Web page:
New Delhi (India), July 27: As the event industry in the country undergoes significant transformations, The Event & Entertainment Management Association – EEMA, once again races ahead in advocating nonpayment of royalties to music licensing companies for any religious ceremony, including weddings, which has been upheld by the Govt. of India. EEMA happily welcomes the recently issued notice by the Ministry of Commerce & Industry, Department of Promotion of Industry & Internal Trade (Copyright & Design Section).
The concern of paying music royalties to various licensing bodies for the use of music work or performance in various wedding functions has become a subject of considerable debate. Several complaints, representations, and grievances of various stakeholders and the general public for collection of royalties by the music licensing bodies were submitted to the Government as a response to which a Public Notice was issued recently, representing a significant step forward in addressing these concerns.
The notice reiterated that the performance of a literary, dramatic, or musical work or communication of such work to the public, any sound recording for any bonafide religious ceremony, including weddings, or any official government ceremony, does not constitute copyright infringement. The notice further refrains the music licensing bodies from entering into acts that contravene Section 52 (1) (za) of the Copyright Act 1957 and has directed that any demands of royalties should not be acceded to.
Rajeev Jain, a senior EEMA member, commented that “The Event and Entertainment Management Association (EEMA) has once again emerged as a leading advocate in fighting the war against the payment of royalties to music licensing companies for using any musical work which is an integral part of the Indian Weddings.” EEMA, in collaboration with Deloitte, recently presented a draft of the country’s first-ever Wedding Tourism Policy to the Ministry of Tourism, which is a significant step toward establishing India as a premier wedding destination globally.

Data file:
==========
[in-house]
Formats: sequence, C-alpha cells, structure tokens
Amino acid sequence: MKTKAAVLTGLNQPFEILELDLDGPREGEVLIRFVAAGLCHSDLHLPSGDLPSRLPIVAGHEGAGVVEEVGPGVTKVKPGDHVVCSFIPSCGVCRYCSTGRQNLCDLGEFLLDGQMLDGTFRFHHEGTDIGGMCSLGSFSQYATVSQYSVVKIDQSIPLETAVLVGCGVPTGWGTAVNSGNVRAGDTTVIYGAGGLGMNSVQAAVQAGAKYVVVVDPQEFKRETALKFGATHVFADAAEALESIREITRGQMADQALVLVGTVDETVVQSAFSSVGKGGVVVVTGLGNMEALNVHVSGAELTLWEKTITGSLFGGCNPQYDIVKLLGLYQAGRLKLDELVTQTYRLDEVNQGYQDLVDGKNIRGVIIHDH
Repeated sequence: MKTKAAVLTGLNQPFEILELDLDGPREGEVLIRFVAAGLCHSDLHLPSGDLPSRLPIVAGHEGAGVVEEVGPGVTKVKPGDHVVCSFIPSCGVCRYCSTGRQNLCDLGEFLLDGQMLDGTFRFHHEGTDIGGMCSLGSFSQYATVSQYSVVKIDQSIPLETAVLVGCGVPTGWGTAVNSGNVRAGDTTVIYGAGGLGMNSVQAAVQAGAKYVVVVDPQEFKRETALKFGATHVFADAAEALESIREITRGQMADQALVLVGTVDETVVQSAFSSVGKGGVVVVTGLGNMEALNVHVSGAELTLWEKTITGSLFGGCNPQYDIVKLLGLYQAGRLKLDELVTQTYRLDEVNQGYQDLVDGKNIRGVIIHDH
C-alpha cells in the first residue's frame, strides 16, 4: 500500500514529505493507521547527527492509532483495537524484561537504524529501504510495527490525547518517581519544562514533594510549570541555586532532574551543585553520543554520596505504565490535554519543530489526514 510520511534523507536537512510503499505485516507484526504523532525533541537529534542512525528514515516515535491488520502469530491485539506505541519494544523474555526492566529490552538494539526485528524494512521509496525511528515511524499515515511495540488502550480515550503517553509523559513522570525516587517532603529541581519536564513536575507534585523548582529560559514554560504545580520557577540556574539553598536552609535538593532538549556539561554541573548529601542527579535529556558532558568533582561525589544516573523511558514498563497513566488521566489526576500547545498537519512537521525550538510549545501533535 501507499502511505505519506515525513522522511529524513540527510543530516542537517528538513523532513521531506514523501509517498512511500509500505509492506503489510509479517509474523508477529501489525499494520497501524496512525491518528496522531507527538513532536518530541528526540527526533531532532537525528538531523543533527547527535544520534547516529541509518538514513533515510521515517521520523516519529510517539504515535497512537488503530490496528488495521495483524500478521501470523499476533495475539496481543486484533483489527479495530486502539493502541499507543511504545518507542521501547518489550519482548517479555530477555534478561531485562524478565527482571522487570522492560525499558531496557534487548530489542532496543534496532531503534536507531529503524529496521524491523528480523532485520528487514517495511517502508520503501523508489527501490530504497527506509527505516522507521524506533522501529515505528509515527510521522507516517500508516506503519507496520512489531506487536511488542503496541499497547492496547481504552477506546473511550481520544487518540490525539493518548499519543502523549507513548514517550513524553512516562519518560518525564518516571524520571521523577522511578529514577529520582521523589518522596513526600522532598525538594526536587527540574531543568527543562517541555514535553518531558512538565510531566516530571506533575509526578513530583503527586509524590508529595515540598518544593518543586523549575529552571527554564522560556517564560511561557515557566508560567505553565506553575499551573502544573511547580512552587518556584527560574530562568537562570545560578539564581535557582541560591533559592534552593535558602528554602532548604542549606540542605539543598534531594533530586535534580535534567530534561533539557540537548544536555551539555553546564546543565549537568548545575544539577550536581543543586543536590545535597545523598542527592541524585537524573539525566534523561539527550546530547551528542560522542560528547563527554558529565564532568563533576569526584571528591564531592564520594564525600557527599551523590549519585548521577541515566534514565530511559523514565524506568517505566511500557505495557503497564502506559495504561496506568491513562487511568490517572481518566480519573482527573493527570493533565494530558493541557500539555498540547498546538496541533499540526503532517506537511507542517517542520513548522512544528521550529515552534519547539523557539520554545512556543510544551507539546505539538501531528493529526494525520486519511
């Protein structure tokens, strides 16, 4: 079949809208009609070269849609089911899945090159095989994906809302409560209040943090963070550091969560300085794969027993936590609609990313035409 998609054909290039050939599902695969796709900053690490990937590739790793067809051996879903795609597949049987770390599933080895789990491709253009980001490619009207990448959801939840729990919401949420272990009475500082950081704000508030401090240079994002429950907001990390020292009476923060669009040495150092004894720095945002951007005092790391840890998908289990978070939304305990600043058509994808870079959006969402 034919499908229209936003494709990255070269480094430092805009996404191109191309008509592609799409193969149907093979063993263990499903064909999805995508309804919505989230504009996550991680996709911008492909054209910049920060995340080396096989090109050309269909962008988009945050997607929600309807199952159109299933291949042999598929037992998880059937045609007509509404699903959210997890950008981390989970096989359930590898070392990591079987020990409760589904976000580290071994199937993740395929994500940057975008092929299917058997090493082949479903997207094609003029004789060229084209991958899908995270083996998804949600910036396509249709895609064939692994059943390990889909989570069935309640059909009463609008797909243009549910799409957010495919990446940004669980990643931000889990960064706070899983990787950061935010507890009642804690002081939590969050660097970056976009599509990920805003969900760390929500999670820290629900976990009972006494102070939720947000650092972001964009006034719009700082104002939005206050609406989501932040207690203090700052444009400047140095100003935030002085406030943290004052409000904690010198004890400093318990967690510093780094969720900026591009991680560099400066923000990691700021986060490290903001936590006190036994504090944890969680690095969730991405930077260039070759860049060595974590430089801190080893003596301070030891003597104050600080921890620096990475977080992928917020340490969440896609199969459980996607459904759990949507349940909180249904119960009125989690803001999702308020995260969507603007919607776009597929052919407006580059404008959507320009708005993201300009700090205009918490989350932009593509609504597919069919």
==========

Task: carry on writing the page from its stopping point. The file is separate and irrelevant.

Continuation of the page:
Ankur Kalra, Treasurer EEMA who is spearheading the Music Licenses from EEMA, has expressed his thankfulness to the Ministry of Commerce & Industry for issuing the order which will now immediately stop the unlawful extraction of money in the weddings and social events under section 52 (1) (za) of Copyright Act 1957, and he expressed his deepest thank to the Ministry… A big step by Ministry, according to him.
In conclusion, Samit Garg, President of EEMA, said, “The wedding industry in India is poised for growth, and the notice issued represents a significant milestone and will most certainly act as a catalyst for its development. The Government’s commitment to supporting the industry and the contribution of various stakeholders is a welcome step towards establishing India as a leading destination for weddings, where celebrations and ceremonies are incomplete without “Music”!!”